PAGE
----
An apt title, the Meaninglessness of Time. Seems as if “meaningless” becomes a common descriptor when the Beloved is lost. Many things, time among them, become meaningless: “purpose” comes to mind. Our lives may be full of activity, some of it joyful and rewarding, but Purpose, as a coherent guiding force, evaporates. I am reminded of Didion’s elegant expression of the nature of grief, “…the relentless succession of moments during which we will confront the experience of meaninglessness itself.”. We are gazing into the void.
  • commented 2016-03-30 22:55:59 -0700
    I didn’t have the luxury of time when my wonderful husband died. One morning. A few hours to ’talk ’ to him, hoping he could hear me. Then he was just gone from my life, our future, this life. Which is worse or better? Having time, or not? We all are suffering in our afterloss.
  • commented 2016-03-30 18:52:02 -0700
    So well worded. Thank you for expressing what I could not put into words. I also felt time moving at times so slow and at other times so fast I’ve begun to wonder if I will ever be able to live without “phone calendar appointment reminders” because I no longer trust my “sense” of time passing, days passing,… My husband spend his last week in the hospice house because cancer was taking away his brain and we could no longer care for him at home. It was the longest week of my life but the shortest – time made no sense. My husband died on Feb 3, 2016… I can’t believe it’s been almost 2 months ago. My feelings echo yours too, Michelle.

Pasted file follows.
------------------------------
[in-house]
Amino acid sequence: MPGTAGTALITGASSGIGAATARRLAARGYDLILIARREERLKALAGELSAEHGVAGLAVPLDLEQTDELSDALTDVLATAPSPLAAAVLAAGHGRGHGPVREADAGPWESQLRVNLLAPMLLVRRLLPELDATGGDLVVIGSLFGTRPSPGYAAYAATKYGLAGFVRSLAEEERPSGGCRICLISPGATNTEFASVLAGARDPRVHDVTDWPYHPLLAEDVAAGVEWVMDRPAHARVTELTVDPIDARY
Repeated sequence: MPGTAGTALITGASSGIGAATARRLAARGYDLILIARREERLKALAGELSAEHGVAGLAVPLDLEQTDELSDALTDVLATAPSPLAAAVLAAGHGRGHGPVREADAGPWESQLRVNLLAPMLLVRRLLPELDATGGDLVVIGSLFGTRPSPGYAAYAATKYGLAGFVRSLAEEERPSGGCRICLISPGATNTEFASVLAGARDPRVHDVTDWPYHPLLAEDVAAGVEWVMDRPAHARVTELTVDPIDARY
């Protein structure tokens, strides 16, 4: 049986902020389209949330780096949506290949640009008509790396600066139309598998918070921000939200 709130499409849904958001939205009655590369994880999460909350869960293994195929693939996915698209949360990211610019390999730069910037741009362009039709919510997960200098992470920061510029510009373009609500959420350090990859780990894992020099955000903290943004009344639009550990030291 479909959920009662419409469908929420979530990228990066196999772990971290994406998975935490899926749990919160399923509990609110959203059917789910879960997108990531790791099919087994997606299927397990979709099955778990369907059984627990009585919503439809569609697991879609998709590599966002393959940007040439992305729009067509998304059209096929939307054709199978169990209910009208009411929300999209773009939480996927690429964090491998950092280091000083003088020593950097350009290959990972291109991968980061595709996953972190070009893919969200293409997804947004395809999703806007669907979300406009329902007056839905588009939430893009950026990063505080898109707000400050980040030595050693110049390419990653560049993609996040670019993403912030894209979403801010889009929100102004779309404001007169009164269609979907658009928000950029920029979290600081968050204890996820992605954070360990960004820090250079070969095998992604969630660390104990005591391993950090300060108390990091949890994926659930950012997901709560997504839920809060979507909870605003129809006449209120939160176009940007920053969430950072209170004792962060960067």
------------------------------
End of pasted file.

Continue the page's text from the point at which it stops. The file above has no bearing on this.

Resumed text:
• commented 2016-03-30 09:29:59 -0700
    Thank you for a wonderfully written demonstration of what you experienced… what I, too, experienced… when the end came, it came too fast… we had less than a year from diagnosis to death – one week from the bone marrow biopsy to death. My heart is with you.
  • commented 2016-03-30 00:21:47 -0700
    Since my hubby died I to have no sense of time. When he was ill time was always at the forefront of my mind. Hospital appointments, medication all had to be done at a certain time. Then it stopped….
    Nearly four years on still I am not anchored by time. I was stunned this week by Easter. Has all that time passed since Christmas where did it go?
    I have to keep a record of important events and appointments on my phone calender with reminder alerts otherwise I would miss everything.